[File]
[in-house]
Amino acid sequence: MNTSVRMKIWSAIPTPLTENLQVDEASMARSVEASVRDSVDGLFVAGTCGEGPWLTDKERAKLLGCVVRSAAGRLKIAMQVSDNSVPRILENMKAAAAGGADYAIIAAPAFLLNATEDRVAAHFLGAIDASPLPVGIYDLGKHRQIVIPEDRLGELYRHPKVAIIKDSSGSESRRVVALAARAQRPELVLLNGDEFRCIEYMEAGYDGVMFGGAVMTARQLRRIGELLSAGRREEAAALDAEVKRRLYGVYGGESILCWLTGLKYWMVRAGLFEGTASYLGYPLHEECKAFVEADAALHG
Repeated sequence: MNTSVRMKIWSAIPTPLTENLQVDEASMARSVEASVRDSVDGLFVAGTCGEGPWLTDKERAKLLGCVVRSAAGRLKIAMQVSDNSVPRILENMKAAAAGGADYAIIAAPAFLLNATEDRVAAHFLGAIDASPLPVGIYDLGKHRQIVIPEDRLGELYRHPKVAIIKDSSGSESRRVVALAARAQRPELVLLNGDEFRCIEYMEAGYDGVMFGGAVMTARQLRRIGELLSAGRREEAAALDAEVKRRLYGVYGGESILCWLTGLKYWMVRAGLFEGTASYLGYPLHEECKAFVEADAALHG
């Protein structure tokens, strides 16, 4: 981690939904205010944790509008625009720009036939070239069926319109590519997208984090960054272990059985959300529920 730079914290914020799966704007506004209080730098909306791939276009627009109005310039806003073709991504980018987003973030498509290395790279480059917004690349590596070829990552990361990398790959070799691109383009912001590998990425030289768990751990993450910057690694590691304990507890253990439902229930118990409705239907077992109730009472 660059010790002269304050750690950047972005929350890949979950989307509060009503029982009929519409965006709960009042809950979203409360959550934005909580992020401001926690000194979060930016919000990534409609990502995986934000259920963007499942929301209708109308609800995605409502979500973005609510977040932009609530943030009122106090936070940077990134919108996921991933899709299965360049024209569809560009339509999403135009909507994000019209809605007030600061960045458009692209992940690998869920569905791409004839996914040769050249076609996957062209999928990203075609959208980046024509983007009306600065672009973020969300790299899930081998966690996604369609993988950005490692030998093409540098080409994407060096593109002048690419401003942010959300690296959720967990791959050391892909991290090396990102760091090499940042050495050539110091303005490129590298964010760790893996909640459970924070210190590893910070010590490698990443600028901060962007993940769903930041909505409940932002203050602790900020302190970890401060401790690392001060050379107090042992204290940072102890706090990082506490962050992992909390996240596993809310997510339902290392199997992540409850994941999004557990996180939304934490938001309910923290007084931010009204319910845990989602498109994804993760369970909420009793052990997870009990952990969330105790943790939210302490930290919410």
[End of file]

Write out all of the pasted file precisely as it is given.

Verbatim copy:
[in-house]
Amino acid sequence: MNTSVRMKIWSAIPTPLTENLQVDEASMARSVEASVRDSVDGLFVAGTCGEGPWLTDKERAKLLGCVVRSAAGRLKIAMQVSDNSVPRILENMKAAAAGGADYAIIAAPAFLLNATEDRVAAHFLGAIDASPLPVGIYDLGKHRQIVIPEDRLGELYRHPKVAIIKDSSGSESRRVVALAARAQRPELVLLNGDEFRCIEYMEAGYDGVMFGGAVMTARQLRRIGELLSAGRREEAAALDAEVKRRLYGVYGGESILCWLTGLKYWMVRAGLFEGTASYLGYPLHEECKAFVEADAALHG
Repeated sequence: MNTSVRMKIWSAIPTPLTENLQVDEASMARSVEASVRDSVDGLFVAGTCGEGPWLTDKERAKLLGCVVRSAAGRLKIAMQVSDNSVPRILENMKAAAAGGADYAIIAAPAFLLNATEDRVAAHFLGAIDASPLPVGIYDLGKHRQIVIPEDRLGELYRHPKVAIIKDSSGSESRRVVALAARAQRPELVLLNGDEFRCIEYMEAGYDGVMFGGAVMTARQLRRIGELLSAGRREEAAALDAEVKRRLYGVYGGESILCWLTGLKYWMVRAGLFEGTASYLGYPLHEECKAFVEADAALHG
């Protein structure tokens, strides 16, 4: 981690939904205010944790509008625009720009036939070239069926319109590519997208984090960054272990059985959300529920 730079914290914020799966704007506004209080730098909306791939276009627009109005310039806003073709991504980018987003973030498509290395790279480059917004690349590596070829990552990361990398790959070799691109383009912001590998990425030289768990751990993450910057690694590691304990507890253990439902229930118990409705239907077992109730009472 660059010790002269304050750690950047972005929350890949979950989307509060009503029982009929519409965006709960009042809950979203409360959550934005909580992020401001926690000194979060930016919000990534409609990502995986934000259920963007499942929301209708109308609800995605409502979500973005609510977040932009609530943030009122106090936070940077990134919108996921991933899709299965360049024209569809560009339509999403135009909507994000019209809605007030600061960045458009692209992940690998869920569905791409004839996914040769050249076609996957062209999928990203075609959208980046024509983007009306600065672009973020969300790299899930081998966690996604369609993988950005490692030998093409540098080409994407060096593109002048690419401003942010959300690296959720967990791959050391892909991290090396990102760091090499940042050495050539110091303005490129590298964010760790893996909640459970924070210190590893910070010590490698990443600028901060962007993940769903930041909505409940932002203050602790900020302190970890401060401790690392001060050379107090042992204290940072102890706090990082506490962050992992909390996240596993809310997510339902290392199997992540409850994941999004557990996180939304934490938001309910923290007084931010009204319910845990989602498109994804993760369970909420009793052990997870009990952990969330105790943790939210302490930290919410």